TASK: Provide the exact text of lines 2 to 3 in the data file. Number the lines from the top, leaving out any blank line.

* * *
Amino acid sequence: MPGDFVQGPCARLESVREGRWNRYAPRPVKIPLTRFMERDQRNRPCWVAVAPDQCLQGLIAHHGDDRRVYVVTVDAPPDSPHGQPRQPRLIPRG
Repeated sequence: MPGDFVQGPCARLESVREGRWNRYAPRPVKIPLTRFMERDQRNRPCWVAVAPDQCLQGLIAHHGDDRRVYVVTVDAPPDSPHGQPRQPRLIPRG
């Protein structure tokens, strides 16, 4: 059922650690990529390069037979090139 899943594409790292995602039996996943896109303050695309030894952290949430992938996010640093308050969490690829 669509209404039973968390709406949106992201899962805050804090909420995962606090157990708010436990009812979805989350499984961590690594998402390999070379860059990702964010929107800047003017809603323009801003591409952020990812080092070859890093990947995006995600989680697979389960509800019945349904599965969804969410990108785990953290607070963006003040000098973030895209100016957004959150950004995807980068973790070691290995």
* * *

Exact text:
Repeated sequence: MPGDFVQGPCARLESVREGRWNRYAPRPVKIPLTRFMERDQRNRPCWVAVAPDQCLQGLIAHHGDDRRVYVVTVDAPPDSPHGQPRQPRLIPRG
């Protein structure tokens, strides 16, 4: 059922650690990529390069037979090139 899943594409790292995602039996996943896109303050695309030894952290949430992938996010640093308050969490690829 669509209404039973968390709406949106992201899962805050804090909420995962606090157990708010436990009812979805989350499984961590690594998402390999070379860059990702964010929107800047003017809603323009801003591409952020990812080092070859890093990947995006995600989680697979389960509800019945349904599965969804969410990108785990953290607070963006003040000098973030895209100016957004959150950004995807980068973790070691290995």